Being able to put Quickley on an opposing guard has also given the Knicks excellent defensive play from their bench unit, as initially he was paired with Miles McBride, and now he has Josh Hart replacing McBride, so the Knicks can swarm opposing guards with their various 2nd unit combinations. The defensive progress of Immanuel Quickley has played a massive role in the Knicks’ success this year, and he’s quickly finding his defensive identity and role as a leader on the team instead of a liability on that side of the ball.
Quickley’s defensive effort and energy on the court have impacted the team positively in the box score, but there’s a possible off-court impact as well. The Knicks are led by a coach who preaches defensive intensity and effort, and while this team has adopted a much more modern offensive identity, Quickley’s continued to carry a strong defensive effort night in and night out. With his defensive progress well-documented, it’s time to talk about the offensive progress Quickley has shown in year 3.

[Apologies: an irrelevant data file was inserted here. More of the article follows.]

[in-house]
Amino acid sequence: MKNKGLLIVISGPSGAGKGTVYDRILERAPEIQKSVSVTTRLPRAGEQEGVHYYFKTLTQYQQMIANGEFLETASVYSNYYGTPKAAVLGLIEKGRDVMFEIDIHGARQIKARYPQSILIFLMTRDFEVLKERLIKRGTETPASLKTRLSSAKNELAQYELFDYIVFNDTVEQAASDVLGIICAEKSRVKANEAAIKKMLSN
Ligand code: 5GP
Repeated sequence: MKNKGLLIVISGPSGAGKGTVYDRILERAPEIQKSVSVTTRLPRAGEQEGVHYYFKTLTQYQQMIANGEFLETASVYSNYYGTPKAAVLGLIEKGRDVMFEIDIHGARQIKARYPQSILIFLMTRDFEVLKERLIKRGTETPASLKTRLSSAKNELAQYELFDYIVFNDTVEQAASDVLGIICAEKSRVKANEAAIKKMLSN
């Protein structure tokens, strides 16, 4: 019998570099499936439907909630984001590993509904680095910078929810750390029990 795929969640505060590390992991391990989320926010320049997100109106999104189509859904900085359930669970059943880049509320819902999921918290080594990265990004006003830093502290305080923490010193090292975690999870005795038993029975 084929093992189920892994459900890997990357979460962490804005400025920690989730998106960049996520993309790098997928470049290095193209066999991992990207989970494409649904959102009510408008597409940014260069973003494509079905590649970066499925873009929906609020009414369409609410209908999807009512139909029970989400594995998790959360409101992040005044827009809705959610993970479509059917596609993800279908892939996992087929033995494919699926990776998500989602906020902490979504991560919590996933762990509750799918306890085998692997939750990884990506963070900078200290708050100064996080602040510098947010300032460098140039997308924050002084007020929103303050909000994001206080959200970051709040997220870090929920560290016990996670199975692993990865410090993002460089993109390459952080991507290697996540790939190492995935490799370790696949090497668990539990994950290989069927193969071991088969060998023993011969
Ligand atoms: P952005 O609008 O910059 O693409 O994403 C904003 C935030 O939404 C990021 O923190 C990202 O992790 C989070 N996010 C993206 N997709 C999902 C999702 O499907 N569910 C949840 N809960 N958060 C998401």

Immanuel Quickley’s Impact Offensively
While he’ll never put up elite numbers in the assists department, the Knicks have been able to let Quickley run the point for them off the bench with the starters or 2nd unit to great success. He grades out as an above-average playmaker in terms of efficiency and talent level, allowing him to have the ball in his hands for important offensive possessions without it getting “stuck.” The Knicks already have two ball-dominant scorers in Jalen Brunson and Julius Randle, so Quickley knowing when to take over a game offensively and when to play a supplementary role has allowed him to mesh well in any situation during the course of a game.
Quickley’s yet to return to the heights he did in 2020 in terms of three-point shooting, but a 35.7% clip on 4.9 attempts a game is still a strong number. On top of that, Quickley’s improved his floater and interior scoring tremendously, which has led to the best True Shooting rate of his career (56.2%). Quickley has always had a strong floater, but this is easily the best version of that shot that we’ve seen at the NBA level, and the numbers back this up, with each year his numbers on that shot improving.
While the two-point shot is seen as overlooked by analytics, it’s actually quite the contrary. The goal of an offensive possession is to score, that’s about as simple as it gets. In order to have as many successful offensive possessions as possible, you need to create high-percentage looks for scoring options, and some players can do that on their own. Quickley has developed the ability to create shots on his own with this floater, and it means that he’s less dependent on his peers for these higher-percentage shots, thus allowing him to orchestrate an efficient NBA offense.